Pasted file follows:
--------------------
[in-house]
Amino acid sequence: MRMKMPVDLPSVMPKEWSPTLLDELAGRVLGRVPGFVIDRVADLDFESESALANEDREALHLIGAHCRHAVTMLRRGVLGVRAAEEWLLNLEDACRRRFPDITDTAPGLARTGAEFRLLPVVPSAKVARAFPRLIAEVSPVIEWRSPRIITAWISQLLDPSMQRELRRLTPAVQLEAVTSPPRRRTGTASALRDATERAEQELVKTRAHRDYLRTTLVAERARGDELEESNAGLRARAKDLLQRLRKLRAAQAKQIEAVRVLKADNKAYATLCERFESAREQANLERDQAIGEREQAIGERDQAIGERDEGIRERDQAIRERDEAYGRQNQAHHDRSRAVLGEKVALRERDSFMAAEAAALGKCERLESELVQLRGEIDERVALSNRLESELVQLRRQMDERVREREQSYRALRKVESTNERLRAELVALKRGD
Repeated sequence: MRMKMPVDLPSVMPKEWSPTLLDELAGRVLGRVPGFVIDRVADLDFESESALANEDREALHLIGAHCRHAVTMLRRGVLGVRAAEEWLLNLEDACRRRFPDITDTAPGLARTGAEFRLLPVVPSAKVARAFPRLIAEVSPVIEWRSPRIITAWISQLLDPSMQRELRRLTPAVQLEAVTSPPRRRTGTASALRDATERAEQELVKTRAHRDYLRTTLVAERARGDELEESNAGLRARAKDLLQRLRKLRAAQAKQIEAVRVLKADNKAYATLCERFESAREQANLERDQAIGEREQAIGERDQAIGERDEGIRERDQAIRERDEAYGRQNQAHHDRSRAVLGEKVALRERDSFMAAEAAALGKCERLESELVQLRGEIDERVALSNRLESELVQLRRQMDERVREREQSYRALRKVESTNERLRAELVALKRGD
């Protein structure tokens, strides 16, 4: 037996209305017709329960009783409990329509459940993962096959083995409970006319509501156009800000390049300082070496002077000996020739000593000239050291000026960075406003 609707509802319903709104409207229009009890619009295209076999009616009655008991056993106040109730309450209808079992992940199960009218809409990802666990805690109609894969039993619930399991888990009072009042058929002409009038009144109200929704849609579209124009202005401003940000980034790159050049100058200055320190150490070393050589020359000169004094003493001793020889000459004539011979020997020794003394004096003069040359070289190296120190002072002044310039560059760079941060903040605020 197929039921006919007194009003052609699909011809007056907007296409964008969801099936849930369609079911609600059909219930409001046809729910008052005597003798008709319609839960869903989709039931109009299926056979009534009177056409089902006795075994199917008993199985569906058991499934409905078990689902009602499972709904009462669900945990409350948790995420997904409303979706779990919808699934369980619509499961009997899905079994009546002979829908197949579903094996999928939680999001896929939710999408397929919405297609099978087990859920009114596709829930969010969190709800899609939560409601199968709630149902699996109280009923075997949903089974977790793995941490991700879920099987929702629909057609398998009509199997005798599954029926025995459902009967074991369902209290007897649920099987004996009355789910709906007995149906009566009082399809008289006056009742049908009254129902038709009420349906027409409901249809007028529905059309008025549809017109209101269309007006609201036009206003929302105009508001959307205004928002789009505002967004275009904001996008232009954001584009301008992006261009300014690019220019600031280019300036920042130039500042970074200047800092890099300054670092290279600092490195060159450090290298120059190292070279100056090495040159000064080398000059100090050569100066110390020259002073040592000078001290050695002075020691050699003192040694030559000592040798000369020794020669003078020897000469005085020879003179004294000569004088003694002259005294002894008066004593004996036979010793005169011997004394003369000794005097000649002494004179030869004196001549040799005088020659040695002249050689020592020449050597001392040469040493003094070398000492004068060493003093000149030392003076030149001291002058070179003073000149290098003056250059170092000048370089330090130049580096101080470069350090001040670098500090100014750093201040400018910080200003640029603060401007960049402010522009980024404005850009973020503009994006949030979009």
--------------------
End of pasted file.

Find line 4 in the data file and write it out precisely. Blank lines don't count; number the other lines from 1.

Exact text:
């Protein structure tokens, strides 16, 4: 037996209305017709329960009783409990329509459940993962096959083995409970006319509501156009800000390049300082070496002077000996020739000593000239050291000026960075406003 609707509802319903709104409207229009009890619009295209076999009616009655008991056993106040109730309450209808079992992940199960009218809409990802666990805690109609894969039993619930399991888990009072009042058929002409009038009144109200929704849609579209124009202005401003940000980034790159050049100058200055320190150490070393050589020359000169004094003493001793020889000459004539011979020997020794003394004096003069040359070289190296120190002072002044310039560059760079941060903040605020 197929039921006919007194009003052609699909011809007056907007296409964008969801099936849930369609079911609600059909219930409001046809729910008052005597003798008709319609839960869903989709039931109009299926056979009534009177056409089902006795075994199917008993199985569906058991499934409905078990689902009602499972709904009462669900945990409350948790995420997904409303979706779990919808699934369980619509499961009997899905079994009546002979829908197949579903094996999928939680999001896929939710999408397929919405297609099978087990859920009114596709829930969010969190709800899609939560409601199968709630149902699996109280009923075997949903089974977790793995941490991700879920099987929702629909057609398998009509199997005798599954029926025995459902009967074991369902209290007897649920099987004996009355789910709906007995149906009566009082399809008289006056009742049908009254129902038709009420349906027409409901249809007028529905059309008025549809017109209101269309007006609201036009206003929302105009508001959307205004928002789009505002967004275009904001996008232009954001584009301008992006261009300014690019220019600031280019300036920042130039500042970074200047800092890099300054670092290279600092490195060159450090290298120059190292070279100056090495040159000064080398000059100090050569100066110390020259002073040592000078001290050695002075020691050699003192040694030559000592040798000369020794020669003078020897000469005085020879003179004294000569004088003694002259005294002894008066004593004996036979010793005169011997004394003369000794005097000649002494004179030869004196001549040799005088020659040695002249050689020592020449050597001392040469040493003094070398000492004068060493003093000149030392003076030149001291002058070179003073000149290098003056250059170092000048370089330090130049580096101080470069350090001040670098500090100014750093201040400018910080200003640029603060401007960049402010522009980024404005850009973020503009994006949030979009």